Some surprises in life are more pleasant than others. A leak in your home isn’t typically one of them. However, if you detect water from an undetermined source, don’t panic right away. Instead, come up with a plan to solve the mystery. (No doubt you’ll want to get on top of the problem before it worsens.) That said, here are 10 tips to help you get to the source quickly and seek help if needed.

1.  Check wall and floor areas.

Looking high and low, literally, can help you suss out why water has entered your house. There can be telltale signs that indicate the likely culprit. For instance, wall discoloration (yellowish or brown) and water stains can suggest a water leak coming from behind drywall.

Another indication that moisture may be coming from this area is if you observe that your wallpaper is buckling or if the paint is bubbling or flaking. The sound of dripping from behind the walls is another red flag.

2. Watch utility bills.

A hidden leak can reveal itself as significant when there are fluctuations in your water bill. If your bill is outside the normal range, then it might be time to call a plumbing expert to troubleshoot and address any concerns.

3. Monitor your water meter.

One way to spot a leak is to read your water meter and check for anything unusual. (If you’re unfamiliar, you can typically find your water meter near the street or where the water supply line connects to the house.) Shut off all faucets and make sure your dishwasher and washing machine aren’t in use.

Then, check your water meter and write down the numbers. Wait one hour and observe if there’s a change. The outcome can be objective proof that there’s a leak.

You can also use the water meter to determine whether the leak is internal or external. Engage the shut-off valve on the main water supply. Check the water meter and write down the numbers. Do the same an hour later. The water leak is likely inside your home if the numbers remain constant. If there is a disparity, the leak is likely in the buried water line that runs to the house.

4. Shut off your water main.

Your water shut-off valve can help determine the leak’s location. Look for it in your front yard near the cap to the sewer riser. Shut off the main valve and check the water meter’s red triangular flow indicator. If it’s moving, the leak is outside, at a point between the shut-off valve and the water main.

5. Inspect the yard.

Outdoor water leaks do happen. Observing your yard’s condition might help you uncover the source of your leak. For example, a healthy grass patch in an area where you normally don’t have growth may indicate that a buried water line is leaking. Puddles of water can also spell trouble.

6. Check faucets.

Faucets can be particularly finicky, as the rubber washer often causes leaks. However, replacing this part is a doable DIY job. You’ll need to turn off the water under the sink or at the main cutoff valve. Then, remove the faucet handles to access the gasket. The handle contains the screw, packing nut, stem and O-ring. You’ll need to remove all of these pieces before getting to the washer.

7. Try the food coloring hack.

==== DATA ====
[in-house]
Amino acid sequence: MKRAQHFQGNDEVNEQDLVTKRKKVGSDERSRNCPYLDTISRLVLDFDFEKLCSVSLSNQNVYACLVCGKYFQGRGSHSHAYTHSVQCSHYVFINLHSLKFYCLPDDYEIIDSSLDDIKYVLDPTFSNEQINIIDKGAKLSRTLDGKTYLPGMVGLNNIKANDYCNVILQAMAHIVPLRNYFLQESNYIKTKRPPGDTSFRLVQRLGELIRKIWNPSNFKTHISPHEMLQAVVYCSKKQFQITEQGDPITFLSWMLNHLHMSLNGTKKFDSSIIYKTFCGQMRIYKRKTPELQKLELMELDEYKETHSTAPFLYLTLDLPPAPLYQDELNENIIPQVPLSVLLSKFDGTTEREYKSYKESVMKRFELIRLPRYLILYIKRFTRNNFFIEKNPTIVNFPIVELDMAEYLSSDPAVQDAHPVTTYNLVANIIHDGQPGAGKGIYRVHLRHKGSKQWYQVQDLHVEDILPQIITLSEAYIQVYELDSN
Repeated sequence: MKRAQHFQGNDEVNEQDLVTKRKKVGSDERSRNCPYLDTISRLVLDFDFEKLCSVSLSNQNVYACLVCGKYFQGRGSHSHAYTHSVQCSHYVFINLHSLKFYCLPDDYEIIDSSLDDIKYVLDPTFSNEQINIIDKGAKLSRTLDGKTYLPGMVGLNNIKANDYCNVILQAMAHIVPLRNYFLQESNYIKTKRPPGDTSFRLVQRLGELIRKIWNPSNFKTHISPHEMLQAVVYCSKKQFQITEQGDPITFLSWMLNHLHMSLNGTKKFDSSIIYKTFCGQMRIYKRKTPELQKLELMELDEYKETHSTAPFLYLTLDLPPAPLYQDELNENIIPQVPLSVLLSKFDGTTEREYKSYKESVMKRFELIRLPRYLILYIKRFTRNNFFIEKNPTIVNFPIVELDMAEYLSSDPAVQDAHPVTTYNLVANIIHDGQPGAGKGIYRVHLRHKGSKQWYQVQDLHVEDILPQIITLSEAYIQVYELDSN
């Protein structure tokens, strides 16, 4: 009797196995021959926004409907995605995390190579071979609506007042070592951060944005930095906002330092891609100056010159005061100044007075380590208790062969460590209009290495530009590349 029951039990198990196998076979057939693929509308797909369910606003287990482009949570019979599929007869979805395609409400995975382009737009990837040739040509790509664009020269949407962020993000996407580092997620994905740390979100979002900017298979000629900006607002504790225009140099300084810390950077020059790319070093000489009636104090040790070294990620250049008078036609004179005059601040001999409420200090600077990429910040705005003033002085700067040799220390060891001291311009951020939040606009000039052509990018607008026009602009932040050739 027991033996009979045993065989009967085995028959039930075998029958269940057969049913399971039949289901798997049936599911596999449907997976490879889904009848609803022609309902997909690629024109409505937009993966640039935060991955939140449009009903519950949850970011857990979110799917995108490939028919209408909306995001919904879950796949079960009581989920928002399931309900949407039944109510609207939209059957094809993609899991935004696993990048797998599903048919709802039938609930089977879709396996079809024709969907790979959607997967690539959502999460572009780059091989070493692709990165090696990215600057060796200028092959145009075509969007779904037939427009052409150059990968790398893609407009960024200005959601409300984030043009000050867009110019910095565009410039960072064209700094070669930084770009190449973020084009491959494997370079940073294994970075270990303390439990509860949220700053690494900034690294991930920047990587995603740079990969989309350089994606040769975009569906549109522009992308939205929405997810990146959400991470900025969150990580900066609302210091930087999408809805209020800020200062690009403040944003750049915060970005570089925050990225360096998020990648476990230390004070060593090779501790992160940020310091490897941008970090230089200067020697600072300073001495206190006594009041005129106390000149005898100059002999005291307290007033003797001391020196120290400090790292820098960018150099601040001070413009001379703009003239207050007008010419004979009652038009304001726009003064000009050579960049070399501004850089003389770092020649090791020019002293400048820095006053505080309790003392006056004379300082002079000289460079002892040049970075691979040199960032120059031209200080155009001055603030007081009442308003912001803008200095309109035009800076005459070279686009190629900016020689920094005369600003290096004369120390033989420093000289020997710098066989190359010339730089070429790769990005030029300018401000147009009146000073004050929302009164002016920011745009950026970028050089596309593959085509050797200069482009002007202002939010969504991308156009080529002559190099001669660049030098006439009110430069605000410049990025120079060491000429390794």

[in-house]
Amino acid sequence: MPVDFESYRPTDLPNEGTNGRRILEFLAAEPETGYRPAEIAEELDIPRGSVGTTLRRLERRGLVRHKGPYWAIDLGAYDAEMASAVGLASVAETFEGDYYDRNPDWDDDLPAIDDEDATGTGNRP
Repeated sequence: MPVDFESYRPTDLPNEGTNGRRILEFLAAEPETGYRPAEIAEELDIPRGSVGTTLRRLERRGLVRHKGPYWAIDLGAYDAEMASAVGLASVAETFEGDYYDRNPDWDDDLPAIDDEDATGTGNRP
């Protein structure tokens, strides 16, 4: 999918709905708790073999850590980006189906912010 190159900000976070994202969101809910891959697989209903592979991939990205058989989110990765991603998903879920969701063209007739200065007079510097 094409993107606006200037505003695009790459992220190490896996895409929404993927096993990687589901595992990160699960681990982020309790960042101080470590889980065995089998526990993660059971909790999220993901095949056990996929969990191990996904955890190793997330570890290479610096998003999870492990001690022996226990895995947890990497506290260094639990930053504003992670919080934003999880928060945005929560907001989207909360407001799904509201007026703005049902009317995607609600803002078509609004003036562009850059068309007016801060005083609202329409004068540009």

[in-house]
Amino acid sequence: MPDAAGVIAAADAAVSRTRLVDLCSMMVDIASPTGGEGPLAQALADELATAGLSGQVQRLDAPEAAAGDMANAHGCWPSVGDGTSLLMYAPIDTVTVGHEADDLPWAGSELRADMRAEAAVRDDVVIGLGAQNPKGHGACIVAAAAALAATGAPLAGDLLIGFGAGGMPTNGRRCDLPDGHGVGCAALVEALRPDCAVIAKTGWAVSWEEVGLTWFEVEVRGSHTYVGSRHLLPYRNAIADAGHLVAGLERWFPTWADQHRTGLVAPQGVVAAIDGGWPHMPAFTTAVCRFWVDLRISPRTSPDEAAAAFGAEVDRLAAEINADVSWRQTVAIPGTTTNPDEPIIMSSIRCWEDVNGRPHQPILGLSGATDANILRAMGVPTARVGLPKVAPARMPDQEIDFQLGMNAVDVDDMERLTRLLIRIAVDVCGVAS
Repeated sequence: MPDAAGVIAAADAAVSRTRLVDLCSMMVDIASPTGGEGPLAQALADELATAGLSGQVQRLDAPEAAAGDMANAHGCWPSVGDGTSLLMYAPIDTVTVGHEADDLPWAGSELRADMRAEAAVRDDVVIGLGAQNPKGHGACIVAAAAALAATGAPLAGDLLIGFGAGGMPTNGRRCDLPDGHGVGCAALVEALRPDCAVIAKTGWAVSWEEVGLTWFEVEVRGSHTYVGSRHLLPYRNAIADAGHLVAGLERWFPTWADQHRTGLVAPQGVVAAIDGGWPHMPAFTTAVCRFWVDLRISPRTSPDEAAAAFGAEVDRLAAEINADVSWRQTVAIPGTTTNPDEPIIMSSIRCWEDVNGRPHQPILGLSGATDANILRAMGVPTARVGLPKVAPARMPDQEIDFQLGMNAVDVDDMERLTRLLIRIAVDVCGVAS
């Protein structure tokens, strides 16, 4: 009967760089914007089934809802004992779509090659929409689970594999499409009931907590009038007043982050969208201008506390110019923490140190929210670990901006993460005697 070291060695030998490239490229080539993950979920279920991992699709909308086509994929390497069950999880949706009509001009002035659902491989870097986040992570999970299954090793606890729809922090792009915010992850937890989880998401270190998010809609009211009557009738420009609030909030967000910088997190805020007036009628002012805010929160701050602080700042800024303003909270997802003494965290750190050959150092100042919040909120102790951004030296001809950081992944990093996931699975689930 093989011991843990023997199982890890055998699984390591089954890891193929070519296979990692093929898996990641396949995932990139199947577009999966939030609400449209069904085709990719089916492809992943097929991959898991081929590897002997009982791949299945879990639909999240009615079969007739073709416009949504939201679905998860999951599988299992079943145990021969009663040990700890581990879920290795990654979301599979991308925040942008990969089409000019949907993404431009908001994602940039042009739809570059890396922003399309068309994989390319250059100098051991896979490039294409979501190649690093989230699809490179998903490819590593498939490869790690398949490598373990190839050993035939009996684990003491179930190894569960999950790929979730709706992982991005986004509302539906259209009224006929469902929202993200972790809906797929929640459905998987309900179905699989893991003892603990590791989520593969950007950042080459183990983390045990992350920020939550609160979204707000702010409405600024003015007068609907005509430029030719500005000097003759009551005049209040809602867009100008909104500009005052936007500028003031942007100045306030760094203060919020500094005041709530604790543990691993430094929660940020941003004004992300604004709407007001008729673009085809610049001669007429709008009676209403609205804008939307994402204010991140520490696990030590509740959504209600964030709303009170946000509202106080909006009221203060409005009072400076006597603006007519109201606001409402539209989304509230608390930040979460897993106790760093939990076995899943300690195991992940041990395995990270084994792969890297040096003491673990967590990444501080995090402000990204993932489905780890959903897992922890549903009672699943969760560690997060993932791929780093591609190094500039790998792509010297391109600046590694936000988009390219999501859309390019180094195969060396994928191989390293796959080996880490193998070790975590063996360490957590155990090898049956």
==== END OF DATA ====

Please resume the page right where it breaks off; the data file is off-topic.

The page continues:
Your toilet may be an issue unbeknownst to anyone in your household. Specifically, the toilet’s flapper (the stopper that prevents water from going into the bowl until you’ve flushed) can even be the underlying issue. Over time, this seal can deteriorate and allow water to enter from the tank into the bowl.

A leaking toilet can mean you needlessly waste resources and drive up your bill. Luckily, you can use a tried-and-true technique that’s also budget friendly and possibly fun.

First, remove the toilet tank lid. Next, pour a few drops of food coloring there. Wait for about 30 minutes before checking the water. The toilet might be problematic if you see color entering the tank into the bowl. At this juncture, you should call a reliable plumber or replace the flapper yourself if you feel confident in your abilities.

8. Check the toilet handle.

The toilet handle can be another trouble area. To determine if it’s the leading factor, remove the tank’s lid and flush the toilet. Take care that the handle is functioning smoothly. Also, take a look at the chain connected to the handle. If the chain is caught under the flapper it could result in a leak.

9. Check under appliances.

If you still can’t get to the bottom of the leak, check beneath your appliances and cabinetry. In the event of dripping or pooling water, shut off the water supply to the appliance. From here, call a local appliance repair company.  You don’t want to risk a flood or damage the appliances because you didn’t act promptly.

10. Examine your attic.

Stains on your ceiling are another physical sign of a leak in your roof. Leaky roofs can present significant issues to your home’s structure and safety, so you don’t want to take any chances.

This is the occasion to play detective. Start by giving your attic a walkthrough with a flashlight during heavy rainfall (or shortly after). Be on the lookout for signs of moisture. Begin with the floor and work your way up to the top eventually. Call a qualified roofing company if you suspect something is amiss.

While many of these issues are easily remedied with a DIY approach, once you identify the source of the leak, it’s best to lean on the experts in such a situation. That’s where the experienced team at JO Mory comes into the picture. We’re equipped to handle your residential plumbing needs in Northeast Indiana. We also install water heaters, water softeners, and can fix that leaky pipe in your basement. If you have questions or would like to arrange for a free quote, call 800.621.6679.